Each of the seventy-five tribes living in the country has its own dialects and language.
The main vernacular languages are Bemba, Lozi, Luanda, Luvale, Nyanja, Tonga, and Tumbuka. The background of the national flag is green, symbolic of the country's natural beauty, with three vertical stripes in the lower right corner.
The struggle against the federation soon turned into one for freedom as the independence fever swept across Africa.
Strikes by mine workers turned into a power base that formed the United National Independence Party (UNIP), led by Kenneth Kaunda.
It is a landlocked country with several large freshwater lakes, including Lake Tanganyika, Lake Mweru, Lake Bangweulu, and the largest man-made lake in Africa, Lake Kariba.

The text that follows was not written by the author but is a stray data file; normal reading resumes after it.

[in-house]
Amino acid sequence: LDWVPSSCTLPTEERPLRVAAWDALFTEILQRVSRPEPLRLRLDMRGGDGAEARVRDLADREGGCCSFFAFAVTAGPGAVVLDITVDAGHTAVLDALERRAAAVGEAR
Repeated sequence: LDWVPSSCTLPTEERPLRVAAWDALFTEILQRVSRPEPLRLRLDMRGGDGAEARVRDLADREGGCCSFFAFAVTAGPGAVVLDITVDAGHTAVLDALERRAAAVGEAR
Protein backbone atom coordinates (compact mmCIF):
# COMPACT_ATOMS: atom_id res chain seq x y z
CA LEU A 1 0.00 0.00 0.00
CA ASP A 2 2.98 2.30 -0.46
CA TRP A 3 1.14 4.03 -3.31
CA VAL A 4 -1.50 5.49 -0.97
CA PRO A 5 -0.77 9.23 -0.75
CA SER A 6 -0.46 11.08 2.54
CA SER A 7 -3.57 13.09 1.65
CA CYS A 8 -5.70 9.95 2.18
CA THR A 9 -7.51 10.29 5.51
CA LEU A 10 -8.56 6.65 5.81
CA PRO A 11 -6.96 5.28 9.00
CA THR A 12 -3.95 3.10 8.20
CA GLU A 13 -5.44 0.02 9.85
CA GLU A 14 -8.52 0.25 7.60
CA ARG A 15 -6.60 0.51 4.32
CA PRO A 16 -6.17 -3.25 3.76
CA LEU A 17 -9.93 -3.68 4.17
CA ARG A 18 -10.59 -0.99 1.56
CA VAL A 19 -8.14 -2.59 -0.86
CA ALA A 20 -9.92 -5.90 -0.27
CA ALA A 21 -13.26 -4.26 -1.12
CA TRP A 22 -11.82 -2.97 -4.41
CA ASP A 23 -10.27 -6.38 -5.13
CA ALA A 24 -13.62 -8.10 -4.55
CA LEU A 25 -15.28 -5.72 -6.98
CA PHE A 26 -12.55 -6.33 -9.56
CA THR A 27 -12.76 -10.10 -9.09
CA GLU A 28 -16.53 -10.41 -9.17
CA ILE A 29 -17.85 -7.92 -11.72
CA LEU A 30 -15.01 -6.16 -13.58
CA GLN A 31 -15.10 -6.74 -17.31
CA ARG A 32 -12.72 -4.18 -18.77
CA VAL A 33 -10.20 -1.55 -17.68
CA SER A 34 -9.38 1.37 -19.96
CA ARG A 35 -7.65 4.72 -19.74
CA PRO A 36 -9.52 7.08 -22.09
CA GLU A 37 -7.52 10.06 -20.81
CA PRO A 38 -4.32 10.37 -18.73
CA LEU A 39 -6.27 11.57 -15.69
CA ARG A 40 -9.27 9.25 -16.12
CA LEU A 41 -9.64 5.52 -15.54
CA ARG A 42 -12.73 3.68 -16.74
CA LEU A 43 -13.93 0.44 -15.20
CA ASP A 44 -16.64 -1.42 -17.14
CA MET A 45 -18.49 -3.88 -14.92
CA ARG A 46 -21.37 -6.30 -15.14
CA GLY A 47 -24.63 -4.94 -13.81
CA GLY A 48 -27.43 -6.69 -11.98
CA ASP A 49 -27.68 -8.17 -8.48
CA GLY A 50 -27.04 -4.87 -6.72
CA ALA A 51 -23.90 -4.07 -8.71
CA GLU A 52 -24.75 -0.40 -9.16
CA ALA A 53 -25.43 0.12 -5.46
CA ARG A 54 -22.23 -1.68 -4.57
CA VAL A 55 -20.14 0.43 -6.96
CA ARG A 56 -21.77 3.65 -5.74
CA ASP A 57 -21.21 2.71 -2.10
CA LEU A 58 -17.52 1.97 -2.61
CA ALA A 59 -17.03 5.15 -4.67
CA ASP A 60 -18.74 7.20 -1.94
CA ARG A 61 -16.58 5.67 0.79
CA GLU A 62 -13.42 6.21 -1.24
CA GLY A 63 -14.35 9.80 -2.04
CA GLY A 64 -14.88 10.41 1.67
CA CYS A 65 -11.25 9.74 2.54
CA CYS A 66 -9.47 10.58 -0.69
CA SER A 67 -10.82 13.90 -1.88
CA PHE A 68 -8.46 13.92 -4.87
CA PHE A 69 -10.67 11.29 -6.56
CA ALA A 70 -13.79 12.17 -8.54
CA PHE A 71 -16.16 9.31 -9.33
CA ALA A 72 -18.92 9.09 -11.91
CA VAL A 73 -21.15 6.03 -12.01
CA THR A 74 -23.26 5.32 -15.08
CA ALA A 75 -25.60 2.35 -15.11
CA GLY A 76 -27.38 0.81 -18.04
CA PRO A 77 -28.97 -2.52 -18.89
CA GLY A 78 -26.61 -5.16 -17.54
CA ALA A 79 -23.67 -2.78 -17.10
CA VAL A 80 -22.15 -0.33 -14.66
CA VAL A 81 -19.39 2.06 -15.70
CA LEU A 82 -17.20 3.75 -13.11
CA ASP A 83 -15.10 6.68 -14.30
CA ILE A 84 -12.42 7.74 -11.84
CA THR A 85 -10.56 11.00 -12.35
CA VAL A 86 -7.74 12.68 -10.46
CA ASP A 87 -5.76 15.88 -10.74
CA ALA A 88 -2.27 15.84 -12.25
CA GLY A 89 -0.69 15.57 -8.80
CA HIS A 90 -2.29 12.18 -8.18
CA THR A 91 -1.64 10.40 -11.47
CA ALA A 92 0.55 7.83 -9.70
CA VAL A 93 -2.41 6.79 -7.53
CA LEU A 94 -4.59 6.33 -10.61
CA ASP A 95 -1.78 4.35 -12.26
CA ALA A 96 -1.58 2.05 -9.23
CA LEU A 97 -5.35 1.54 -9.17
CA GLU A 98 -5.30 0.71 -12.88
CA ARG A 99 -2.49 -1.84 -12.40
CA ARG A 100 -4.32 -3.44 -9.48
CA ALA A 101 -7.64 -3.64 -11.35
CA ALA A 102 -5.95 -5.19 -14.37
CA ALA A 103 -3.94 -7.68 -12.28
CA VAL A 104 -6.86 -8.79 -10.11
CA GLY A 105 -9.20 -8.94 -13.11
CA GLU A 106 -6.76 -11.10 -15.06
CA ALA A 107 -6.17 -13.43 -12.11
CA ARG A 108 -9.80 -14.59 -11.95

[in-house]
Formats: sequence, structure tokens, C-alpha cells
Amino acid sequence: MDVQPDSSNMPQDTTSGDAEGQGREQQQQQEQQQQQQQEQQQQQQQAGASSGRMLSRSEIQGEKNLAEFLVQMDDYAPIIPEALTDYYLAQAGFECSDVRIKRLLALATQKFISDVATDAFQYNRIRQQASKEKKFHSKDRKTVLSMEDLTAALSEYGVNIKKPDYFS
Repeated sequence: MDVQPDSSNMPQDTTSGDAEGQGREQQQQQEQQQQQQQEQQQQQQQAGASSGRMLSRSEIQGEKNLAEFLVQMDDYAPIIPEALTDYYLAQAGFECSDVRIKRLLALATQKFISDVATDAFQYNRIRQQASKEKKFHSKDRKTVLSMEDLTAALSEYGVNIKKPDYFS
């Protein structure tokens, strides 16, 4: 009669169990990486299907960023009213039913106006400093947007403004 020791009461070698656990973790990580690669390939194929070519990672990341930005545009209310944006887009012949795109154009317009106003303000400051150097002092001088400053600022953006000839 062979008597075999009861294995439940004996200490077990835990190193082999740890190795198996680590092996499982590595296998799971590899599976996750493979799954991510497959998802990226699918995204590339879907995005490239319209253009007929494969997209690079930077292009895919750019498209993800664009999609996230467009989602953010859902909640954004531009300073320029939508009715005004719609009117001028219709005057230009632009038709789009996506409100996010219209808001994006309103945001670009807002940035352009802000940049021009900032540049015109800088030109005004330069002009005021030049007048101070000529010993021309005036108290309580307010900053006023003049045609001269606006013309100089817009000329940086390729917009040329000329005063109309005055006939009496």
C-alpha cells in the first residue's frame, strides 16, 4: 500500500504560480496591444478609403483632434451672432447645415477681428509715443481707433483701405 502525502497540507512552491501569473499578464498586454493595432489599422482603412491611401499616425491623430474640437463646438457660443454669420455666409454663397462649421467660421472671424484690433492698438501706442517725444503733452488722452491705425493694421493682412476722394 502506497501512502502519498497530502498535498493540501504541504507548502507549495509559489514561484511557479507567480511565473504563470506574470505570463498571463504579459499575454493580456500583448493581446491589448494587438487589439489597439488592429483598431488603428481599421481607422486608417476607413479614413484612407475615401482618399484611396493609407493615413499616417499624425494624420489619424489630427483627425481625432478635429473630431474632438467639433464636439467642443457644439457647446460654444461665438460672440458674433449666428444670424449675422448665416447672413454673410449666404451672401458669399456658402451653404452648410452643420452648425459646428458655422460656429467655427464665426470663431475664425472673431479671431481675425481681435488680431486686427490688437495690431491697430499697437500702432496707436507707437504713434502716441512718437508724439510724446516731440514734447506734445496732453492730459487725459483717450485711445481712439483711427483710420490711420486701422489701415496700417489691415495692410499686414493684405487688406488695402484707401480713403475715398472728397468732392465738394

To fill jobs in the mines, Zambians came from all over the country and settled in urban areas.
Because of conflicts in the border countries of the Democratic Republic of the Congo and Angola, there has been a large influx of refugees in recent years. English is the official language as the country was once an English colony (1924–1964).
While many people speak English, in rural areas tribal languages are spoken, in addition to a few other vernacular languages.
In 1953 the British Colonial Office decided to unite Nyasaland (Malawi), Southern Rhodesia (Zimbabwe), and Northern Rhodesia into the Central African Federation.
There was strong opposition to the federation because a substantial amount of money was funneled out of Northern Rhodesia to support Southern Rhodesia.